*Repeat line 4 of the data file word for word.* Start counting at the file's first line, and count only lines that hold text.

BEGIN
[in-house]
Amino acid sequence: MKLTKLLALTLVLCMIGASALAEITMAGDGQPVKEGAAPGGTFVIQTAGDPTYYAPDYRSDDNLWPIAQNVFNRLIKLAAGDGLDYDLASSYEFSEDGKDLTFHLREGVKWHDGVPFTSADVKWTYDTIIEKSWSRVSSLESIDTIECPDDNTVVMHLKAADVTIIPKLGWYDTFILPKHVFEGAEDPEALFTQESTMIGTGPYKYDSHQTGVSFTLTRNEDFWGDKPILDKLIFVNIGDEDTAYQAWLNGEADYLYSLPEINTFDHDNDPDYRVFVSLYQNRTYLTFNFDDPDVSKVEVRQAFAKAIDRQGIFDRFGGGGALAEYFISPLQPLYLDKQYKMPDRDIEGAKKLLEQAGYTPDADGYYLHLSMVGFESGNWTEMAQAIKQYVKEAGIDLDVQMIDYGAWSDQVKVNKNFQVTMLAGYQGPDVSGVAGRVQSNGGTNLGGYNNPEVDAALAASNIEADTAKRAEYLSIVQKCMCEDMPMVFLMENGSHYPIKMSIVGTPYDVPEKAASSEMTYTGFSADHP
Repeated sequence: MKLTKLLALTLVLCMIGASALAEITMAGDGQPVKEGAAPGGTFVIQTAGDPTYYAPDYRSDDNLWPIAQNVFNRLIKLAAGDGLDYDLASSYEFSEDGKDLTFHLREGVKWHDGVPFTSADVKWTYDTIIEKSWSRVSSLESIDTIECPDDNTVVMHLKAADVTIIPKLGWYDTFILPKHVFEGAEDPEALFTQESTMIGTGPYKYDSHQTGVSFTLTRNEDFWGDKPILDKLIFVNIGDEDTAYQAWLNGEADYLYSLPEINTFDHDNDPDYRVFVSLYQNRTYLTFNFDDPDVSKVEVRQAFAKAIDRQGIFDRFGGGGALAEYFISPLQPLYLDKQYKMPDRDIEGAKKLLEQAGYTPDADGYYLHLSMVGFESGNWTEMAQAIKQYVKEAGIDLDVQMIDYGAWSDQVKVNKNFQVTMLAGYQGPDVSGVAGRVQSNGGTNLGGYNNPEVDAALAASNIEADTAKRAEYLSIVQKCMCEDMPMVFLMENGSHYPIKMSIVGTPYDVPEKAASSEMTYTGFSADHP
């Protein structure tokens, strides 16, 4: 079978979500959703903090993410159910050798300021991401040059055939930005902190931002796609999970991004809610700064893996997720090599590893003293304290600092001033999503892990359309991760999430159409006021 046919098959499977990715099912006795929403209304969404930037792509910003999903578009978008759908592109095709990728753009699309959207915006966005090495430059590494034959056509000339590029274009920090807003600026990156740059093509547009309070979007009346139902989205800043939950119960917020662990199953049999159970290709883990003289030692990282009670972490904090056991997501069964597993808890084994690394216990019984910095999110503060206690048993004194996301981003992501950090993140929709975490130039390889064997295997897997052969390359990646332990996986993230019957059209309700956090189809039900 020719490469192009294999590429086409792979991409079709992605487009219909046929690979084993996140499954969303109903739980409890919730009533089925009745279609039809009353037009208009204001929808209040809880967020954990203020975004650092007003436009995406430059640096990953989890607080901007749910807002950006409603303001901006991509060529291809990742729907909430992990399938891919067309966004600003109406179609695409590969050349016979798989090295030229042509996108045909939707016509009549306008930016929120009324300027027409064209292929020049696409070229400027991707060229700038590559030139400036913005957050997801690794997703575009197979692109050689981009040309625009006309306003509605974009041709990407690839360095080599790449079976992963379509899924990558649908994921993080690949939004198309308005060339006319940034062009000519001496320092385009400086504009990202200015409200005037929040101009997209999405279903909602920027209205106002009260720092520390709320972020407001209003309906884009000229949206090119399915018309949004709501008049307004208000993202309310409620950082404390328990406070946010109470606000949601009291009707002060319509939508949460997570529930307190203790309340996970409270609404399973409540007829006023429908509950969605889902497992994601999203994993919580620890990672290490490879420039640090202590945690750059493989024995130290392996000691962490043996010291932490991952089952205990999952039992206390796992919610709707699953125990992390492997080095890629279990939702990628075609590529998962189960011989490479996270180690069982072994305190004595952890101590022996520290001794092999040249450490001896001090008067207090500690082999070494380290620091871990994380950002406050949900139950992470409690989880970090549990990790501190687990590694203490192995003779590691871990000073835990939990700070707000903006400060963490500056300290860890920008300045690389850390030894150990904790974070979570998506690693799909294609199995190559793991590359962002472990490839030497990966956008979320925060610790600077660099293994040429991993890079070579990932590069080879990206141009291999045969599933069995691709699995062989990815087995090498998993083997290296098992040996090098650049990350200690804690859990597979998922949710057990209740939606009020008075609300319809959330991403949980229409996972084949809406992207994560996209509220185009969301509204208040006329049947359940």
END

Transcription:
């Protein structure tokens, strides 16, 4: 079978979500959703903090993410159910050798300021991401040059055939930005902190931002796609999970991004809610700064893996997720090599590893003293304290600092001033999503892990359309991760999430159409006021 046919098959499977990715099912006795929403209304969404930037792509910003999903578009978008759908592109095709990728753009699309959207915006966005090495430059590494034959056509000339590029274009920090807003600026990156740059093509547009309070979007009346139902989205800043939950119960917020662990199953049999159970290709883990003289030692990282009670972490904090056991997501069964597993808890084994690394216990019984910095999110503060206690048993004194996301981003992501950090993140929709975490130039390889064997295997897997052969390359990646332990996986993230019957059209309700956090189809039900 020719490469192009294999590429086409792979991409079709992605487009219909046929690979084993996140499954969303109903739980409890919730009533089925009745279609039809009353037009208009204001929808209040809880967020954990203020975004650092007003436009995406430059640096990953989890607080901007749910807002950006409603303001901006991509060529291809990742729907909430992990399938891919067309966004600003109406179609695409590969050349016979798989090295030229042509996108045909939707016509009549306008930016929120009324300027027409064209292929020049696409070229400027991707060229700038590559030139400036913005957050997801690794997703575009197979692109050689981009040309625009006309306003509605974009041709990407690839360095080599790449079976992963379509899924990558649908994921993080690949939004198309308005060339006319940034062009000519001496320092385009400086504009990202200015409200005037929040101009997209999405279903909602920027209205106002009260720092520390709320972020407001209003309906884009000229949206090119399915018309949004709501008049307004208000993202309310409620950082404390328990406070946010109470606000949601009291009707002060319509939508949460997570529930307190203790309340996970409270609404399973409540007829006023429908509950969605889902497992994601999203994993919580620890990672290490490879420039640090202590945690750059493989024995130290392996000691962490043996010291932490991952089952205990999952039992206390796992919610709707699953125990992390492997080095890629279990939702990628075609590529998962189960011989490479996270180690069982072994305190004595952890101590022996520290001794092999040249450490001896001090008067207090500690082999070494380290620091871990994380950002406050949900139950992470409690989880970090549990990790501190687990590694203490192995003779590691871990000073835990939990700070707000903006400060963490500056300290860890920008300045690389850390030894150990904790974070979570998506690693799909294609199995190559793991590359962002472990490839030497990966956008979320925060610790600077660099293994040429991993890079070579990932590069080879990206141009291999045969599933069995691709699995062989990815087995090498998993083997290296098992040996090098650049990350200690804690859990597979998922949710057990209740939606009020008075609300319809959330991403949980229409996972084949809406992207994560996209509220185009969301509204208040006329049947359940």